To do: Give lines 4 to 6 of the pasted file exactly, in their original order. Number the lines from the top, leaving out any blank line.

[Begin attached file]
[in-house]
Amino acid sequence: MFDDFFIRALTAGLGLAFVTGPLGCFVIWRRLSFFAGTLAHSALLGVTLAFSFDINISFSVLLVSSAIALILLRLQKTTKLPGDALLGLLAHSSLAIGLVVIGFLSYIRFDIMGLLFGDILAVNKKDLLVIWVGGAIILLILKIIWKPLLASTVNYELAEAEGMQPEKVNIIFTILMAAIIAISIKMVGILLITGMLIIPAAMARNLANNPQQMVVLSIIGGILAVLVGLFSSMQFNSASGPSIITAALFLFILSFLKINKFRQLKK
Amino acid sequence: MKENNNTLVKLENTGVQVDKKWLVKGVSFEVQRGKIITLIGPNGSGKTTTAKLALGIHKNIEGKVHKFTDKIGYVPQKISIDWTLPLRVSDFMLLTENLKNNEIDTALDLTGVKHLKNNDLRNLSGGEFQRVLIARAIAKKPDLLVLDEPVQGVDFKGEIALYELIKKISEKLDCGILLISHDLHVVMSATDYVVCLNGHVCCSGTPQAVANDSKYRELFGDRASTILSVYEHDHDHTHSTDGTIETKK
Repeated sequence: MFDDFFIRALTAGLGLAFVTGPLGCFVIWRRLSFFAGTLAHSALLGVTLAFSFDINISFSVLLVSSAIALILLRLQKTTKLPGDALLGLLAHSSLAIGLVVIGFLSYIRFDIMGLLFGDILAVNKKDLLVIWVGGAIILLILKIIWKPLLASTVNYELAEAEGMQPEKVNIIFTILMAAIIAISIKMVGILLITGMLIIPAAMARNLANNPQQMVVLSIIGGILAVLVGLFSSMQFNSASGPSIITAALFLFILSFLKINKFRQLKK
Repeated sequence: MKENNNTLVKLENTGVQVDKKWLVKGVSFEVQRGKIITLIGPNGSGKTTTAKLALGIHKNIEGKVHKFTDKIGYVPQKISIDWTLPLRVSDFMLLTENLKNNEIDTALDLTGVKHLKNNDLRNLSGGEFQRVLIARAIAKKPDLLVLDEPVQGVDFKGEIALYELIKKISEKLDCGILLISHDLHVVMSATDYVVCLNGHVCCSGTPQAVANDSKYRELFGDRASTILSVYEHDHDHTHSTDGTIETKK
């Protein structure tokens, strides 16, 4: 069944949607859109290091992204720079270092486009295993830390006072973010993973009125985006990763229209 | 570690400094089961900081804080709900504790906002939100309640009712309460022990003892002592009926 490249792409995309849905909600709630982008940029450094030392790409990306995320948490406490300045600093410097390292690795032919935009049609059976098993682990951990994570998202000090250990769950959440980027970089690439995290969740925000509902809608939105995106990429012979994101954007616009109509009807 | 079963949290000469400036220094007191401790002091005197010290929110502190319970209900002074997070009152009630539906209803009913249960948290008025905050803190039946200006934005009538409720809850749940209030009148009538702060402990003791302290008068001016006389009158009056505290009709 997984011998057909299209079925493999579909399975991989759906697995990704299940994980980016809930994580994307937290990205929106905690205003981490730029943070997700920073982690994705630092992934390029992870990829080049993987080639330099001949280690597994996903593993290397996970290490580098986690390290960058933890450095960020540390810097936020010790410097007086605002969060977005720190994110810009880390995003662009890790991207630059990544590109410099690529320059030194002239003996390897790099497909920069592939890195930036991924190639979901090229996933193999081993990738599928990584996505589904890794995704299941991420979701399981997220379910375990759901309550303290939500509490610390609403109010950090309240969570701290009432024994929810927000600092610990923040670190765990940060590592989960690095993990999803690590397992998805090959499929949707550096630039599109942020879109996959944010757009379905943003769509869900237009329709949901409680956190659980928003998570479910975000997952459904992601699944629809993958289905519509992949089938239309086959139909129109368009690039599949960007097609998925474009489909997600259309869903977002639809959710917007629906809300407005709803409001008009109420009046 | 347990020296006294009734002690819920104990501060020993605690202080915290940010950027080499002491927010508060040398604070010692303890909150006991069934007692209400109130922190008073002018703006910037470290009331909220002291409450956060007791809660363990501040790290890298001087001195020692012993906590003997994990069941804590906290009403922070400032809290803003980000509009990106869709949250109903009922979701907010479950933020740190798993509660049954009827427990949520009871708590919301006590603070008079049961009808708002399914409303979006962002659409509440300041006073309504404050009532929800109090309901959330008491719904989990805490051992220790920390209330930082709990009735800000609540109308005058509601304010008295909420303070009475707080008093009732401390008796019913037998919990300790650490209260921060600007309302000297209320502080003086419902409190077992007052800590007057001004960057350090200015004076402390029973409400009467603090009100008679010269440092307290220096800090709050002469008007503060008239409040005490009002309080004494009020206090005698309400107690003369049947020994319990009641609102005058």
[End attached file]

Repeated sequence: MFDDFFIRALTAGLGLAFVTGPLGCFVIWRRLSFFAGTLAHSALLGVTLAFSFDINISFSVLLVSSAIALILLRLQKTTKLPGDALLGLLAHSSLAIGLVVIGFLSYIRFDIMGLLFGDILAVNKKDLLVIWVGGAIILLILKIIWKPLLASTVNYELAEAEGMQPEKVNIIFTILMAAIIAISIKMVGILLITGMLIIPAAMARNLANNPQQMVVLSIIGGILAVLVGLFSSMQFNSASGPSIITAALFLFILSFLKINKFRQLKK
Repeated sequence: MKENNNTLVKLENTGVQVDKKWLVKGVSFEVQRGKIITLIGPNGSGKTTTAKLALGIHKNIEGKVHKFTDKIGYVPQKISIDWTLPLRVSDFMLLTENLKNNEIDTALDLTGVKHLKNNDLRNLSGGEFQRVLIARAIAKKPDLLVLDEPVQGVDFKGEIALYELIKKISEKLDCGILLISHDLHVVMSATDYVVCLNGHVCCSGTPQAVANDSKYRELFGDRASTILSVYEHDHDHTHSTDGTIETKK
């Protein structure tokens, strides 16, 4: 069944949607859109290091992204720079270092486009295993830390006072973010993973009125985006990763229209 | 570690400094089961900081804080709900504790906002939100309640009712309460022990003892002592009926 490249792409995309849905909600709630982008940029450094030392790409990306995320948490406490300045600093410097390292690795032919935009049609059976098993682990951990994570998202000090250990769950959440980027970089690439995290969740925000509902809608939105995106990429012979994101954007616009109509009807 | 079963949290000469400036220094007191401790002091005197010290929110502190319970209900002074997070009152009630539906209803009913249960948290008025905050803190039946200006934005009538409720809850749940209030009148009538702060402990003791302290008068001016006389009158009056505290009709 997984011998057909299209079925493999579909399975991989759906697995990704299940994980980016809930994580994307937290990205929106905690205003981490730029943070997700920073982690994705630092992934390029992870990829080049993987080639330099001949280690597994996903593993290397996970290490580098986690390290960058933890450095960020540390810097936020010790410097007086605002969060977005720190994110810009880390995003662009890790991207630059990544590109410099690529320059030194002239003996390897790099497909920069592939890195930036991924190639979901090229996933193999081993990738599928990584996505589904890794995704299941991420979701399981997220379910375990759901309550303290939500509490610390609403109010950090309240969570701290009432024994929810927000600092610990923040670190765990940060590592989960690095993990999803690590397992998805090959499929949707550096630039599109942020879109996959944010757009379905943003769509869900237009329709949901409680956190659980928003998570479910975000997952459904992601699944629809993958289905519509992949089938239309086959139909129109368009690039599949960007097609998925474009489909997600259309869903977002639809959710917007629906809300407005709803409001008009109420009046 | 347990020296006294009734002690819920104990501060020993605690202080915290940010950027080499002491927010508060040398604070010692303890909150006991069934007692209400109130922190008073002018703006910037470290009331909220002291409450956060007791809660363990501040790290890298001087001195020692012993906590003997994990069941804590906290009403922070400032809290803003980000509009990106869709949250109903009922979701907010479950933020740190798993509660049954009827427990949520009871708590919301006590603070008079049961009808708002399914409303979006962002659409509440300041006073309504404050009532929800109090309901959330008491719904989990805490051992220790920390209330930082709990009735800000609540109308005058509601304010008295909420303070009475707080008093009732401390008796019913037998919990300790650490209260921060600007309302000297209320502080003086419902409190077992007052800590007057001004960057350090200015004076402390029973409400009467603090009100008679010269440092307290220096800090709050002469008007503060008239409040005490009002309080004494009020206090005698309400107690003369049947020994319990009641609102005058």